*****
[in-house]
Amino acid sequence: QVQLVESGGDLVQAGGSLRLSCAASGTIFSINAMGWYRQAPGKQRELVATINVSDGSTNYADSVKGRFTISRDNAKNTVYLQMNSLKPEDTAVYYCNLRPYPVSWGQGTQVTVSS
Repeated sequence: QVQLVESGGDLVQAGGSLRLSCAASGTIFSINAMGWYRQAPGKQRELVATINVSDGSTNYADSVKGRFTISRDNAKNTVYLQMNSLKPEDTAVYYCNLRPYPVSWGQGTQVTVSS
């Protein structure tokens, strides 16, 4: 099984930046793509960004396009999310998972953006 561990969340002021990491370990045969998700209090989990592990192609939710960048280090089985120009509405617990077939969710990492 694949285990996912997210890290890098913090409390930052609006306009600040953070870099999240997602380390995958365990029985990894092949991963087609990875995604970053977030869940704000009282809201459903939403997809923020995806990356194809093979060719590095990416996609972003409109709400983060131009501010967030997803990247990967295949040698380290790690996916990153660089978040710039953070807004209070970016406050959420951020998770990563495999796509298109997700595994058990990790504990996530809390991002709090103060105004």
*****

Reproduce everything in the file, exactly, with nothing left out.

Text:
[in-house]
Amino acid sequence: QVQLVESGGDLVQAGGSLRLSCAASGTIFSINAMGWYRQAPGKQRELVATINVSDGSTNYADSVKGRFTISRDNAKNTVYLQMNSLKPEDTAVYYCNLRPYPVSWGQGTQVTVSS
Repeated sequence: QVQLVESGGDLVQAGGSLRLSCAASGTIFSINAMGWYRQAPGKQRELVATINVSDGSTNYADSVKGRFTISRDNAKNTVYLQMNSLKPEDTAVYYCNLRPYPVSWGQGTQVTVSS
């Protein structure tokens, strides 16, 4: 099984930046793509960004396009999310998972953006 561990969340002021990491370990045969998700209090989990592990192609939710960048280090089985120009509405617990077939969710990492 694949285990996912997210890290890098913090409390930052609006306009600040953070870099999240997602380390995958365990029985990894092949991963087609990875995604970053977030869940704000009282809201459903939403997809923020995806990356194809093979060719590095990416996609972003409109709400983060131009501010967030997803990247990967295949040698380290790690996916990153660089978040710039953070807004209070970016406050959420951020998770990563495999796509298109997700595994058990990790504990996530809390991002709090103060105004």